FOXBORO -- Bill Belichick had laid it our clearly on Friday.
"There's nothing that we can do to help ourselves unless we beat Miami," the Patriots coach said when addressing the myriad of postseason possibilities they faced heading into Sunday. "There's nothing we can do to help our situation unless we win. So we have to win for anything positive to happen . . . "
How right he was. They won . . . and, on a frigid late afternoonearly evening at Gillette Stadium, positive things happened.
They got the break they needed at 1 o'clock, when the Colts knocked off the Texans. They proceeded to help themselves with a stifling 28-0 shutout of the Dolphins -- their first shutout since a 59-0 win over the Titans in late October 2009 -- that enabled them to leapfrog Houston into the second overall seed, which carries with it a first-round bye, in the AFC playoffs.
The Patriots and Texans both finished with 12-4 records, but New England won the tie-breaker thanks to its head-to-head victory over Houston three weeks ago.
"It's great," said safety Steve Gregory, whose first-half interception jump-started the Pats' beatdown of the Dolphins. "Any time you can get a bye in the first round of the playoffs, it's a good thing."
The Pats didn't get any 4 o'clock help from the Chiefs, as Denver blasted Kansas City and clinched the overall No. 1 seed. So -- unlike their last two trips to the AFC Championship Game -- they'll have to go on the road if form holds and the Pats and Broncos win their semifinal-round matchups.
"Whatever it is, it is," said Belichick. "Wherever we have to play in the postseason, we'll play."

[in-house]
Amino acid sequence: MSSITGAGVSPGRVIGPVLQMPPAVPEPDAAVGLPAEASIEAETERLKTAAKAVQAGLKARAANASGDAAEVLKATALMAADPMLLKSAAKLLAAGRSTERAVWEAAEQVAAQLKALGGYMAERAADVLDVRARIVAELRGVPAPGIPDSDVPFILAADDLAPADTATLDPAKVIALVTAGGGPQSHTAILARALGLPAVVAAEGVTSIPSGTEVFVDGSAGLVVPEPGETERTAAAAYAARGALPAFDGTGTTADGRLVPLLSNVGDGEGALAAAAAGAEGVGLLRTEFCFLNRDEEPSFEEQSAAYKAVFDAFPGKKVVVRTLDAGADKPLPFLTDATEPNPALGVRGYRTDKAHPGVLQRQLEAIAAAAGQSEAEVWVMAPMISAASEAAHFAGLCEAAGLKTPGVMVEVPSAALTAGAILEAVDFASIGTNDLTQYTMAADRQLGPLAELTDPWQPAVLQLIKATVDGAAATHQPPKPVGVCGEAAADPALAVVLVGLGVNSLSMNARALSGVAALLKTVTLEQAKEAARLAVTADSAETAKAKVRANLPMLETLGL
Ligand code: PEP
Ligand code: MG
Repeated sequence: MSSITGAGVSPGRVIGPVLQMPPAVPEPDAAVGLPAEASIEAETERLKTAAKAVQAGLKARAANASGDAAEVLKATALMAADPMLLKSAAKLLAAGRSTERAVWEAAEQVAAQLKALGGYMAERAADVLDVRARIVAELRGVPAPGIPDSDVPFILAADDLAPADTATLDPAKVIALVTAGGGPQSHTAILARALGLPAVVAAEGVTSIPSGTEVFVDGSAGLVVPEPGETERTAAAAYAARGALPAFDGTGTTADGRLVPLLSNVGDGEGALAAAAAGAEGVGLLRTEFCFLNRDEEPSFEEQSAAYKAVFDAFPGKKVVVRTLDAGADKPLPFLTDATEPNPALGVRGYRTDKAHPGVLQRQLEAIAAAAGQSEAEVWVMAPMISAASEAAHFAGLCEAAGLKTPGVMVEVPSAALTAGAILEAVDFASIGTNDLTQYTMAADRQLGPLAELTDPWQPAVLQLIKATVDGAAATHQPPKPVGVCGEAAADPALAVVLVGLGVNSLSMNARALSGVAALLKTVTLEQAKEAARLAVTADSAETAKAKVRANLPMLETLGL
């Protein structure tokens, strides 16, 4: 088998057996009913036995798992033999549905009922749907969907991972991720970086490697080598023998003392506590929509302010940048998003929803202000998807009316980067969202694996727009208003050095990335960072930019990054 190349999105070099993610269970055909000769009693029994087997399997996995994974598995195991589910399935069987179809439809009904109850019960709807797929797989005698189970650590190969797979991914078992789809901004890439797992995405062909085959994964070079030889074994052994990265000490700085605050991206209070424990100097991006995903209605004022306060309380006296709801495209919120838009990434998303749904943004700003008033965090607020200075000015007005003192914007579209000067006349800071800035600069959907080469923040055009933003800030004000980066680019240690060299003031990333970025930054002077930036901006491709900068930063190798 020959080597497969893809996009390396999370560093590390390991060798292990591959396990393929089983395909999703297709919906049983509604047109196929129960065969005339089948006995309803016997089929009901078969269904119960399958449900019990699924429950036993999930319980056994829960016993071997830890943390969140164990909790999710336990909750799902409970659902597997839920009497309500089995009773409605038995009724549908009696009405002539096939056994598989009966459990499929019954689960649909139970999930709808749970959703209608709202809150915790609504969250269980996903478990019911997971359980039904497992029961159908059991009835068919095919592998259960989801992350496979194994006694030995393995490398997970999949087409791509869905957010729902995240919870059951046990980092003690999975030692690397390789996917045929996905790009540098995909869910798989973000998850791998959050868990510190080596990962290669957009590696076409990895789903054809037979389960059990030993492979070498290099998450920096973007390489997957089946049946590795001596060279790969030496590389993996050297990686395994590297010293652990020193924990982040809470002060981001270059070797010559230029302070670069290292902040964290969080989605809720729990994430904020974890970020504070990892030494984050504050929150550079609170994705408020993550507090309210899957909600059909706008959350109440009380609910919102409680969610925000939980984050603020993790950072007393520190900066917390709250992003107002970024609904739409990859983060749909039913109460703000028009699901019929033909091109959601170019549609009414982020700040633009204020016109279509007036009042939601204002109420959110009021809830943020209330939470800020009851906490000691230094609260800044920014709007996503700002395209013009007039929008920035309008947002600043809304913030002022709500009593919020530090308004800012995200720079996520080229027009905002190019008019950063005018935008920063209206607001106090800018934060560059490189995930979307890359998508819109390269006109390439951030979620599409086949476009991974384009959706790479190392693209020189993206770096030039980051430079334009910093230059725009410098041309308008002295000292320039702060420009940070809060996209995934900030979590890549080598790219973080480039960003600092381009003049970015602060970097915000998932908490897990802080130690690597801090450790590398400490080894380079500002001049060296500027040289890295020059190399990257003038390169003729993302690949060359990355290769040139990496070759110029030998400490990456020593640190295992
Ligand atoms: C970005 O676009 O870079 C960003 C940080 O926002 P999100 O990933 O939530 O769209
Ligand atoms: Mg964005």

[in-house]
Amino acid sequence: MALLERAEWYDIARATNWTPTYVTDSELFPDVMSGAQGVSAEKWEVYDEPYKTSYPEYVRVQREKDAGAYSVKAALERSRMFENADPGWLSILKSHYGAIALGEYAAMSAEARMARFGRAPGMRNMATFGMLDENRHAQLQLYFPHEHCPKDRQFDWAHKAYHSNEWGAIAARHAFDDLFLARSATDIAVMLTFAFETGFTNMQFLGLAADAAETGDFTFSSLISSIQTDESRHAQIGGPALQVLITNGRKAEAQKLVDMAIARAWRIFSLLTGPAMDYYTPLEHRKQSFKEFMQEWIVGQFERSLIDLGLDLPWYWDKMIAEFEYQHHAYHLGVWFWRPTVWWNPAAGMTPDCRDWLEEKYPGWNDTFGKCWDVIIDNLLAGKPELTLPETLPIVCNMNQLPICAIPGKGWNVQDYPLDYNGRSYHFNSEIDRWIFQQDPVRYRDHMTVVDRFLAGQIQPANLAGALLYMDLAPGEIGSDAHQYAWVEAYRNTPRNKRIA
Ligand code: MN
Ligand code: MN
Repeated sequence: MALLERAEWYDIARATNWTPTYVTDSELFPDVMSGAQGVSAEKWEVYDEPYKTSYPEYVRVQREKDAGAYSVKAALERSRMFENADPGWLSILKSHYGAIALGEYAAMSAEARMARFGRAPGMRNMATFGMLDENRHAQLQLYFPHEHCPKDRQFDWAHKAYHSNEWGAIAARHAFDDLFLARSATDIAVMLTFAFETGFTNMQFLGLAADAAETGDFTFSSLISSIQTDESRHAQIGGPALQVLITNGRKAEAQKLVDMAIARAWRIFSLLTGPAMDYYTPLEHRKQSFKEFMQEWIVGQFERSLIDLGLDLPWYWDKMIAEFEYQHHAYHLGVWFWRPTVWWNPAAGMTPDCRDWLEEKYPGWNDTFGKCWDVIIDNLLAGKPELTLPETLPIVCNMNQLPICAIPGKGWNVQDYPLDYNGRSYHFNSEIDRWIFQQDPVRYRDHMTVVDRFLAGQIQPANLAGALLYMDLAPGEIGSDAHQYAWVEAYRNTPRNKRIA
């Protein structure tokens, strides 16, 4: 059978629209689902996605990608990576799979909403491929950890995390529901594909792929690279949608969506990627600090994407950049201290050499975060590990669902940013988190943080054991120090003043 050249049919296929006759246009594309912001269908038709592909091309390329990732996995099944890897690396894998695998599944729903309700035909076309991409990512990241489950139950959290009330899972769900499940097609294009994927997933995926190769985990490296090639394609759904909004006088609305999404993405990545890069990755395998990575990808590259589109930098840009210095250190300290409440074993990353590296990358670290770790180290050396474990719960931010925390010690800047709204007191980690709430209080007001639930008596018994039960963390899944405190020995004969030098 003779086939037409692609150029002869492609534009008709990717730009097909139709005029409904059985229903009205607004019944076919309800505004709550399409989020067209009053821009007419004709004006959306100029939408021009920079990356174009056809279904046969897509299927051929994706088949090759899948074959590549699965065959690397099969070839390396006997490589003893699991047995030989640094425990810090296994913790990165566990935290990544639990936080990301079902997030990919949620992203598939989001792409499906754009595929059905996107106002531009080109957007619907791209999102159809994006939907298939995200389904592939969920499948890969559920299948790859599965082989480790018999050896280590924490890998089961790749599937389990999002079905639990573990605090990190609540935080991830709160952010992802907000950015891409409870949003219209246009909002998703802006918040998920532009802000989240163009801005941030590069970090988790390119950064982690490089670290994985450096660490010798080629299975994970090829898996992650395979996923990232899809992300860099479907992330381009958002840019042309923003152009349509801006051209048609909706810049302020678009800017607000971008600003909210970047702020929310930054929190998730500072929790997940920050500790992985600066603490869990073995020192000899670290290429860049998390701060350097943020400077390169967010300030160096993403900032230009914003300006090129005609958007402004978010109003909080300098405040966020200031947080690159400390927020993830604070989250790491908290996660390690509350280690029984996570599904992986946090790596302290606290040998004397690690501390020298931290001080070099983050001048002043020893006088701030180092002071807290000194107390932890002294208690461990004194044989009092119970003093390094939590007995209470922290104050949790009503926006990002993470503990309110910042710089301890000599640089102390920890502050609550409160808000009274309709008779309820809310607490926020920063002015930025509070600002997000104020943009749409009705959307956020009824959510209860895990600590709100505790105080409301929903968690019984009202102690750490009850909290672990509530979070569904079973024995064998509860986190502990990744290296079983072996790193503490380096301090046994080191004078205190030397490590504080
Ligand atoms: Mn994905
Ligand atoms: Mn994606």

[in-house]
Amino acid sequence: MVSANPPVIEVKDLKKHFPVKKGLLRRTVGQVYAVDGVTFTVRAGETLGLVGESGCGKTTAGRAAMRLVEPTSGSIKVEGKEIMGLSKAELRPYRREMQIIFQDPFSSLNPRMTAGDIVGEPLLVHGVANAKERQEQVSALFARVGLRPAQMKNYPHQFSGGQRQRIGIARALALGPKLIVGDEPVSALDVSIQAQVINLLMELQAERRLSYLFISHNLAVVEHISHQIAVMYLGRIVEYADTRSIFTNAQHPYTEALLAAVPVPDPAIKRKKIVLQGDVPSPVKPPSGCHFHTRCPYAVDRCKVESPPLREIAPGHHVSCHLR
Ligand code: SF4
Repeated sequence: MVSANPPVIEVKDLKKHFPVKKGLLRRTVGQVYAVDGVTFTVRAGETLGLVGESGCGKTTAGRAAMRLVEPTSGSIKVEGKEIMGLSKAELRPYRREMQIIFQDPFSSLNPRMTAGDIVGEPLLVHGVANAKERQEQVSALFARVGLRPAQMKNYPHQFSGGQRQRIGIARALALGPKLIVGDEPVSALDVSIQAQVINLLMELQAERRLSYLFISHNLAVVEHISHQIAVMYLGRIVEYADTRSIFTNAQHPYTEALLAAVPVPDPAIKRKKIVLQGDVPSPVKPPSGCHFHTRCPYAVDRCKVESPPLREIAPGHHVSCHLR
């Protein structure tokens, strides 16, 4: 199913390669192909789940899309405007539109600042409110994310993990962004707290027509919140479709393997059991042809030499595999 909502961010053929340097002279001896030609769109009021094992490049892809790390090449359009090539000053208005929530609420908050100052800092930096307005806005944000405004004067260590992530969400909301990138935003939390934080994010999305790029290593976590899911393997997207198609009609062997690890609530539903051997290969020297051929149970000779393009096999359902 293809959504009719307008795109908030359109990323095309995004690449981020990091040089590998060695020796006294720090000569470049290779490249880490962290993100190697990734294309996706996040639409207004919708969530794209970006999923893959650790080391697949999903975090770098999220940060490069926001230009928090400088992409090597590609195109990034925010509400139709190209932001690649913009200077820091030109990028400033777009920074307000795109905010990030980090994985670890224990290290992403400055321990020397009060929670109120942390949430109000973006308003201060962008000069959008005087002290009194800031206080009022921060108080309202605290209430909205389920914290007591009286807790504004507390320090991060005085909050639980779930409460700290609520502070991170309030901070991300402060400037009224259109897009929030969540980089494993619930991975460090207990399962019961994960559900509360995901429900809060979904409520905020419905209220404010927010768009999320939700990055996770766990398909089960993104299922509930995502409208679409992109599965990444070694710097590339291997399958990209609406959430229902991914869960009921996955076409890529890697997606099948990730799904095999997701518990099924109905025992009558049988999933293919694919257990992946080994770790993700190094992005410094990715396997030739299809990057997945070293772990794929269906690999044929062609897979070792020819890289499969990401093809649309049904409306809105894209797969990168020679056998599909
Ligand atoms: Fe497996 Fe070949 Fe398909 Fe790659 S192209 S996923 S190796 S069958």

But the case can be made that the bye -- which gives them a week to rest their ailing troops (no fewer than 21 players were on last week's injury list) -- is just as important as the seeding.
"It's good to get that rest, get some guys healthy," said Gregory. "I know some guys are banged up, so it's good for us."
The Pats took care of it early.
Gregory's interception on Miami's second possession gave the Patriots the ball on the Dolphin 28, and Tom Brady got them home in two plays: A 19-yard pass to Rob Gronkowski, playing his first game since suffering a broken arm against Indianapolis on Nov. 18, and a 9-yard scoring toss to Wes Welker.
That made it 7-0, and may as well have been 70-0 the way the Pats' defense was handling the Dolphin offense. The Pats held Miami to 45 total yards in the first quarter (New England had 172), and only 106 yards in the first half. (New England had 279. The final Patriot advantage was 443-256.). They limited the Dolphins to 24:22 possession time, and had a season-high seven quarterback sacks.
Miami's only threat came in the third quarter, but then the defense made another big play: Dont'e Hightower recovered a botched handoff by quarterback Ryan Tannehill on the Patriots' 1-yard line.
"That's always awesome, when you walk away with a goose egg on the scoreboard," said defensive captain Vince Wilfork. "That's very, very satisfying."
By that time the score was 21-0 thanks to a pair of second-quarter touchdowns by Stevan Ridley. The first, from one yard out, capped a 13-play, 92-yard drive; the second, from two yards away, finished off a 14-play, 69-yard march.
The Patriots added their final touchdown in the fourth quarter when, after the defense had stopped Miami on fourth down and gave the offense the ball at the Dolphin 47, Brady hit Gronkowski with a 23-yard touchdown pass.
So now -- after the week off -- the second season begins. And the Pats' aim is to rise to the challenge as well as they did Sunday evening.
"We've got to start playing our best football from here on in, and tonight was a good night to start it," said Wilfork.
"I think everyone knows once you go into the playoffs, teams step it up a notch, so were going to have to do our part and try to step it up and match them," said Devin McCourty.
"If we keep improving and getting better, well be able to get there."